The Hit for Six report. Playing Against the Clock study. The Game Changer paper. The United Nations Sports for Climate Action Framework. Heat exhaustion warnings. Regularly flooded grounds. The message is stark: climate change directly threatens cricket's future. But the sport is not listening.
Since the UN asked organisations, teams and stakeholders to commit to a new five-point plan to reduce the impact of climate change following the signing of the Paris Agreement, the call to arms has fallen on deaf ears in the corridors of cricket's decision-makers.
Neither the ICC, nor the major national governing bodies in India, England or Australia have signed up to the pledge.
Indeed, from the hundreds of thousands of clubs and dozens of influencers it has just three representatives.
Cricket Australia have rules surrounding extreme heat and the ECB promised in their Cricket Unleashed document to promote sustainability. However, those vows are neither strong nor widespread enough.
"Climate change isn't going to be solved by one person doing things perfectly," said David Thibodeau, head of Sports for Social Impact.
"It is going to be changed by a million people doing things imperfectly.
"As long as people are trying to do a little bit we'll get there eventually."
Without a strong commitment from those running the game, cricket's grass roots family are largely left to fight for themselves. Fundamental changes must come from within, which has led to an uneven approach.
Lindal Moor CC are among those leading the way. In 2019, the Cumbria side installed 16 solar panels on top of their pavilion. Two years on and they are already seeing a financial benefit.
"It was something we'd never thought of, to be brutally honest," said chairman David Brown, whose club put £1,500 towards the venture, which was mostly financed by a £5,200 grant by Baywind Community Trust.
A wind turbine to power the scoreboard, more panels and a link-up with the nearby bowling club is in the pipeline, but Brown believes major hurdles remains before cricket undergoes a culture change.
"All the clubs I've been to so far there is very little evidence of them thinking about it," he added.
"A bit of direction from the local county cricket board or even the ECB. We get briefing after briefing on lots of things but I can't remember one about sustainability.
"I've raised it at our local country board meeting (Cumbria). It has been taken on board, but nothing has been done about it."
The clock is ticking for cricket to get its house in order, according to Chris Whitaker, a former ECB facilities and investment manager and now chairman of Basis (British Association for Sustainable Sport.)
Whitaker spent more than 12 years at the ECB making a case for sustainability. He has a stark warning for the sport at all levels.
"Legislation will come in the next few years," explained Whitaker. "The government will pass legislation over how you use water, electricity, dispose of waste. Rather than it coming along as a big shock, getting yourself into the right place will be much easier.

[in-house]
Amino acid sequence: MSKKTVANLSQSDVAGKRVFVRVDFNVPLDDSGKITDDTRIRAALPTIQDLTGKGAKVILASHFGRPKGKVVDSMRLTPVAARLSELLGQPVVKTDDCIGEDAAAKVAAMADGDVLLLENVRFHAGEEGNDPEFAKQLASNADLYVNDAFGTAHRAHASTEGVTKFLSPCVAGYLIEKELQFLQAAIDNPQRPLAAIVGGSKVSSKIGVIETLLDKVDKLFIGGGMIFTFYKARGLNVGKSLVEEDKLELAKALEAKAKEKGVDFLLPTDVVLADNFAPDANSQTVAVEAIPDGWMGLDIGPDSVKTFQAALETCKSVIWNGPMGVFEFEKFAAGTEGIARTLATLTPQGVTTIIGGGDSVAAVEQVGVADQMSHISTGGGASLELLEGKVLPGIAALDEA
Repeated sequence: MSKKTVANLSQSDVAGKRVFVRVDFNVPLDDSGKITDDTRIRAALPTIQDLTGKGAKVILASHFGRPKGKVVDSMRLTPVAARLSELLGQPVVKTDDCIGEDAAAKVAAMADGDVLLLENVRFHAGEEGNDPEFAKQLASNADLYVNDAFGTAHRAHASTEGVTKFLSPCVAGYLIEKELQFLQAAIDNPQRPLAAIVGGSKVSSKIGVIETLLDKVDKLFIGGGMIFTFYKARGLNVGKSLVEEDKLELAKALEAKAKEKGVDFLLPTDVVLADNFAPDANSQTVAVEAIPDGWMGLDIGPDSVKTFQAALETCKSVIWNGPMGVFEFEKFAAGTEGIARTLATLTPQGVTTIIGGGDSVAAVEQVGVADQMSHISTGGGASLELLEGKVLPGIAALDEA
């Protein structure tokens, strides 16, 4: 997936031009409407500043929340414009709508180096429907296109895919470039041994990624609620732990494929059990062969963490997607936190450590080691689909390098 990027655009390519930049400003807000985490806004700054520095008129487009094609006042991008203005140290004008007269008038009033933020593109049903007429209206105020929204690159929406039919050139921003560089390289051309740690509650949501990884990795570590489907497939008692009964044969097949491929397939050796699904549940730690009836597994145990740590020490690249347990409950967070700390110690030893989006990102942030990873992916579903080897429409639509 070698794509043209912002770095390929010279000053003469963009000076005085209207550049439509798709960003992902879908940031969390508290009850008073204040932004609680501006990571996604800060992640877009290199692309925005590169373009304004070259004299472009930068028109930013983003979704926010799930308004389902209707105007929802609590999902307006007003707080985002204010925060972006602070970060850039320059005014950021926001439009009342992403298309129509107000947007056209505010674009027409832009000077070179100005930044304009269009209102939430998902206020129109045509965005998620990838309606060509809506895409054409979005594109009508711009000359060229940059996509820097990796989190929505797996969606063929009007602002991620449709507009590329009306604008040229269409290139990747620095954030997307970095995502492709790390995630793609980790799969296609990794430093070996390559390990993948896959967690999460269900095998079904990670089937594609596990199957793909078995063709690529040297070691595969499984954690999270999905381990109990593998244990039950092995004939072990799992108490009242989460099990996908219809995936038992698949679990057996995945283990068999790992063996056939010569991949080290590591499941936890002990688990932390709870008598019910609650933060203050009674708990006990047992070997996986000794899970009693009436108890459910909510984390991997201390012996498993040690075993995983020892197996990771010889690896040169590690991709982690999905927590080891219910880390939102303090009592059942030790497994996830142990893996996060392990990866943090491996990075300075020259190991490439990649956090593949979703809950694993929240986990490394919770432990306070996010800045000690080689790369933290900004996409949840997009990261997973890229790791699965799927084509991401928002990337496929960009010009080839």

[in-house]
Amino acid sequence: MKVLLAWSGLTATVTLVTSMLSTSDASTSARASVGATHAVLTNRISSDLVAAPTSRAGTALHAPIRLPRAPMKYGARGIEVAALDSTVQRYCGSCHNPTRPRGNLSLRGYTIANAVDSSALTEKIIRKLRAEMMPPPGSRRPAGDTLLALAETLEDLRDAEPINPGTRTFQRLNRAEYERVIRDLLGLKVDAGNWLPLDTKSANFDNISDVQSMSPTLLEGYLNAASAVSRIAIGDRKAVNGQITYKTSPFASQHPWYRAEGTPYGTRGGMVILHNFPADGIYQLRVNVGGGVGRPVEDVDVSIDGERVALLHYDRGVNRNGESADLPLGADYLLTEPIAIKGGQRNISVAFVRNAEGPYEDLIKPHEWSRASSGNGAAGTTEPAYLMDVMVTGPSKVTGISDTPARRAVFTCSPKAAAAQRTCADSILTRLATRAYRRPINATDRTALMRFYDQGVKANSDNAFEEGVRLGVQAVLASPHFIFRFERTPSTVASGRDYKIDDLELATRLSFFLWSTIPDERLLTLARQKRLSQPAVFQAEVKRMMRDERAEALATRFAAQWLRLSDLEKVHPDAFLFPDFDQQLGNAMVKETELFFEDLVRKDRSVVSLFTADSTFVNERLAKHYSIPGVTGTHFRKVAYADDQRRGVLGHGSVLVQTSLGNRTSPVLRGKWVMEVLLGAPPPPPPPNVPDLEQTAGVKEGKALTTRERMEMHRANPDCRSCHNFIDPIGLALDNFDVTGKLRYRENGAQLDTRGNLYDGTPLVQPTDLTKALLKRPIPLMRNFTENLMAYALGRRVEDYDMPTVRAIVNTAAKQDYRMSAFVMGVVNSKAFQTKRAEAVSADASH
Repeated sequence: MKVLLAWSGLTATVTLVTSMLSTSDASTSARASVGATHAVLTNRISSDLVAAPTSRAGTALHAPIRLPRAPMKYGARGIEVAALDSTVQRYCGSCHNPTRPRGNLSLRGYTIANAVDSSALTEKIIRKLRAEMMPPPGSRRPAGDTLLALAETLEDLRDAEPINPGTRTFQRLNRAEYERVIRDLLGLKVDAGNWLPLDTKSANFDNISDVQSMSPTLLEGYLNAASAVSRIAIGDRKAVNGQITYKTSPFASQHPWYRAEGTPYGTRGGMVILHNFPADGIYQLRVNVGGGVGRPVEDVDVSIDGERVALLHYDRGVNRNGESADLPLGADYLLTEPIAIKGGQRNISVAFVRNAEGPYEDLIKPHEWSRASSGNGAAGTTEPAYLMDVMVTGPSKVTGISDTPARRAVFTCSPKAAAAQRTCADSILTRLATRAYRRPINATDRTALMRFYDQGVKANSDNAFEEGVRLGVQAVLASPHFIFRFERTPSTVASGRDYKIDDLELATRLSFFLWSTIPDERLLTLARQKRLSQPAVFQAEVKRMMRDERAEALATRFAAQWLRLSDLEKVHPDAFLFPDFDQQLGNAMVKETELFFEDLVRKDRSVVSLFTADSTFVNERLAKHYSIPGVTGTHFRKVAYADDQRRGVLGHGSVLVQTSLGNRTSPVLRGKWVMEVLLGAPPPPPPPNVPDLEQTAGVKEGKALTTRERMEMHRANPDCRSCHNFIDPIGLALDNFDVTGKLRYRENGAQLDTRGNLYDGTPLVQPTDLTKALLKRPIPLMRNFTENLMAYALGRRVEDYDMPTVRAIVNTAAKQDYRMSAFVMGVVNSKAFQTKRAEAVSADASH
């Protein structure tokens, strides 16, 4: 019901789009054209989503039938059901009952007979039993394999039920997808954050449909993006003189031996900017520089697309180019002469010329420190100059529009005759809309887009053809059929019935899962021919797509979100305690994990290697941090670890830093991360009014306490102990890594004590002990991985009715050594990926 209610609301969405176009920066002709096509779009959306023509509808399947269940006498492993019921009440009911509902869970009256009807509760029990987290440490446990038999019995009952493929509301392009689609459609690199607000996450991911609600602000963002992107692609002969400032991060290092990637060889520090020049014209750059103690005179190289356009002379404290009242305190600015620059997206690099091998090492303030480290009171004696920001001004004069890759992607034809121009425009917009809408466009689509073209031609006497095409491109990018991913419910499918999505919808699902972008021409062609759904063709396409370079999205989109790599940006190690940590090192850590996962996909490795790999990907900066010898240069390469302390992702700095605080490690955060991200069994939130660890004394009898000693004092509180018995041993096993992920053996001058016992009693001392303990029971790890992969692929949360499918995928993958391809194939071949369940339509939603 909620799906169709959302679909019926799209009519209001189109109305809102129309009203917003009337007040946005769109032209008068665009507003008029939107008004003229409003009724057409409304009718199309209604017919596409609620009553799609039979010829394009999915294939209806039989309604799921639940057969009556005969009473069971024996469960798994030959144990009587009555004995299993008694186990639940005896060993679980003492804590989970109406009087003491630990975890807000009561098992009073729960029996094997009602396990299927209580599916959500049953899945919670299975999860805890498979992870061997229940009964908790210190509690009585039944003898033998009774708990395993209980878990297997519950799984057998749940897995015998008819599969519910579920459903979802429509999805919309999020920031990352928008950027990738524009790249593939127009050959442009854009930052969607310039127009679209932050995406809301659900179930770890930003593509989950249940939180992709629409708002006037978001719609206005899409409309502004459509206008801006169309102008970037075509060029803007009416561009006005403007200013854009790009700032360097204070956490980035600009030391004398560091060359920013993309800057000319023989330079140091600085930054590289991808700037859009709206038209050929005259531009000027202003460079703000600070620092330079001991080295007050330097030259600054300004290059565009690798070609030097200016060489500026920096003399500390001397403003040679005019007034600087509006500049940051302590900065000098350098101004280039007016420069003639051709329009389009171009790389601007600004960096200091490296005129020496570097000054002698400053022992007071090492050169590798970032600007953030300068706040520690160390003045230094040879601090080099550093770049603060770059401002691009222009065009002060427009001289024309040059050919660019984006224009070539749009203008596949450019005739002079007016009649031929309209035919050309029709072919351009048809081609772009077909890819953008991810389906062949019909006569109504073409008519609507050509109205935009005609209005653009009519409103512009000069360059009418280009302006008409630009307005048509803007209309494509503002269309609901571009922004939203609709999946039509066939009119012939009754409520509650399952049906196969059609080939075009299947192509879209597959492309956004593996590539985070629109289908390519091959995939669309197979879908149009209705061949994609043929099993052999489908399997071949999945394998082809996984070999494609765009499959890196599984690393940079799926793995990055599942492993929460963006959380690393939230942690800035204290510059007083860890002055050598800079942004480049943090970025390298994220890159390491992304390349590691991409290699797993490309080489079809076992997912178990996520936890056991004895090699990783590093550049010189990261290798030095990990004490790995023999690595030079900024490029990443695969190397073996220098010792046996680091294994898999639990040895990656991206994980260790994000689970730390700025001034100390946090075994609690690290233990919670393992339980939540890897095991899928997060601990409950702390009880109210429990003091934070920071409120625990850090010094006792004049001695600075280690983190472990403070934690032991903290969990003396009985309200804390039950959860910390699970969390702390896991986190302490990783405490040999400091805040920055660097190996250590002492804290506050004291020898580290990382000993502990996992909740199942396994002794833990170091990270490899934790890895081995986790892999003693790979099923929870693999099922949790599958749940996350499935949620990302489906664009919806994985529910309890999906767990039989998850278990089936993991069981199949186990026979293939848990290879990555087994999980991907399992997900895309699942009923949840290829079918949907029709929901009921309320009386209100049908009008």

"The governing bodies have to take on the messaging. It tends to be done in a passive way, in a reactive way. They need to get the big conversations going. I was delivering these seminars and whilst they would nod and agree, once they walked out it was the last time, they thought of it. They need to be challenged."
The 2020 Club Cricket Guide profiled Earley CC, the first club to provide a vegan tea. The Covid-19 pandemic has provoked conversation around the future of the mid-match meal. But as Whitaker outlines, there is no simple solution.
He explained: "If we're not going to have teas anymore, is that going to generate a lot more plastic? Everyone is going to be bringing their own stuff from the supermarket in a single-use container. It is that kind of thinking where you are considering the long-term impact.
"It is great for leagues to say they're going to drop teas and all the rest of it. But what is the impact of that? Why are they not given some guidance?"
Even the hugely successful national All-Stars programme staged across 2,200 clubs with its bags of equipment raises problems. "At no point when they were producing it did the ECB think if it was recyclable. What is going to happen to it afterwards? You have to send it to landfill."
The equipment industry is seemingly as distant from a pledge towards sustainability as the sport it serves. Every year, thousands of bats travel from the UK, are stickered up overseas, and return to be sold to the market. That journey alone highlights the challenge at hand.
Woodstock Cricket managing director Jonathan Gordan said: "I think we're a long way away from it. There is a lot of mixed messaging from the market. I would like to think longer-term people will pay more attention to where the product has come from. There is a route to make our industry more sustainable and more honest. But I think it is a long road."
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